Wednesday, December 13

Using Twitter Feed to Get Around Associated Content's Auto Post Feature

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You may remember my old article about using the Auto Post feature on Associated Content to automatically post your articles to Twitter and Facebook.  I never had any issues using the feature with Facebook, but I have with Twitter.  So for a long time I have been posting to Twitter when I received comments, and of course you have seen articles posted to Twitter automatically from Bukisa and Triond.  But for Associated Content, I would always use and then log into my Twitter account and have post the links.  That also involved cutting and pasting the title of the article, and it is a lot of work but I will do it because you need to post updates to Twitter throughout the day to reach everyone.  If you post in the middle of the night when you finish your articles none of the people you see them.

It is also easy to miss people that do not check their timeline.  I am subscribed to 2,000 people myself and I do not check my timeline at all.  I may check three or four times a day on those times I am actually at work so the most I may see are 60 to 120 tweets.  I also do searches for Virginia Beach, Norfolk, Chesapeake, Akron, East New York, New York, Dayton and Los Angeles just to see what is going on there.  I never check my lists, but if you do respond to one of my tweets I may check your timeline.

This is why it is important to have a service that will post your links from Associated Content for you, at least until Associated Content gets the Auto Post functionality for Twitter fixed.  What I have done is to create a RSS feed of my own content on my own profile.  This is something anyone can do if they want to follow you through an RSS reader and to be completely honest, with what I am about to show you anyone could actually promote your content for you by sending tweets out through their own Twitter profiles.  

The next step is to copy the URL of that RSS feed and set it up in Twitter Feed.  If you do not want to set up an account at you can log in through your Google, Yahoo, Blogger, Flickr, Aol, WordPress, Live Journal, VeriSign, and a number of other accounts.  Ironically you cannot actually sign in through your Twitter or Facebook accounts, but that is neither here or there. The next step is to create a feed.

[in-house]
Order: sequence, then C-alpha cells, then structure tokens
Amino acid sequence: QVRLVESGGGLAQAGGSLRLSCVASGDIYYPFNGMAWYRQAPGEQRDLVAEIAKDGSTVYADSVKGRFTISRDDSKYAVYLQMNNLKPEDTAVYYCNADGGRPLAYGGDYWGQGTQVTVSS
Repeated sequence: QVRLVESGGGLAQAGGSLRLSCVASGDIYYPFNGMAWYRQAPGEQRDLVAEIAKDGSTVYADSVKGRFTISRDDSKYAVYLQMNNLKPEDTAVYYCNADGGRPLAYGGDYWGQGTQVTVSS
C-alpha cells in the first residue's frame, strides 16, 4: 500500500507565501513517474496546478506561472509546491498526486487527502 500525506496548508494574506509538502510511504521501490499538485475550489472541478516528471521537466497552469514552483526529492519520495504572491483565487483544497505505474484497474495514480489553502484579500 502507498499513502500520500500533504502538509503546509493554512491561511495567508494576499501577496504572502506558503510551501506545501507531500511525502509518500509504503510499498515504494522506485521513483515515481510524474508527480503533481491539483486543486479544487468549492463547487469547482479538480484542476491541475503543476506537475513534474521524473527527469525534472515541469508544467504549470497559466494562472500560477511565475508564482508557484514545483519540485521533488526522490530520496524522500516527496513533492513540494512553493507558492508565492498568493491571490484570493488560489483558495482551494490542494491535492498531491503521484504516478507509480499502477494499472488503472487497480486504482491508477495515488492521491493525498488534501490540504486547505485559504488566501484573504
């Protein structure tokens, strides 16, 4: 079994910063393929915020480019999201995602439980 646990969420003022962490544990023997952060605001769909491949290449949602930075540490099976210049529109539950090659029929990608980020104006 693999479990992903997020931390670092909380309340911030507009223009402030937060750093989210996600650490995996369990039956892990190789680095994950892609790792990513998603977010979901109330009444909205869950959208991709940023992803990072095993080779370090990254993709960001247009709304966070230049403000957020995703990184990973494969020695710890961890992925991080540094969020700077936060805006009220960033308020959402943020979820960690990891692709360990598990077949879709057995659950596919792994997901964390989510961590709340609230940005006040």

Enter the name of your feed and enter the RSS address you received from Associated Content.  Click on “Test RSS Feed” to make sure that the feed works.  You can click on “Advanced Settings” to change the defaults to add up to five updates at one time, or to use other services than to shorten your links.  Go to step 2 and you will see that the feed was created, but you then need to tell Twitter Feed which service to send the feed through.  Right now the option does not work, but you can still use Facebook.  

If this is your first time you will need to authenticate your Twitter account, and as with all applications that use the Twitter API the service will direct you to Twitter, have you log in, and then go back to the page that sent you to Twitter.  From there you just click on “Create Service”, and you’re done.  You no longer have to manually post your links unless you really want to.  For those who are only getting like ten page views for their articles I recommend you sign up on Twitter and use this service.  People forget that you can have multiple accounts on Twitter and you can use one account for socializing and another to promote your content.  There are other means through with to promote your content but since everyone is either on Twitter and Facebook it just does not make any sense not to promote your content on either service.  You can still frequent other aspects of Associated Content and visit other writers and leave comments and make your name known through those methods, this is just one more avenue in which to get exposure.  


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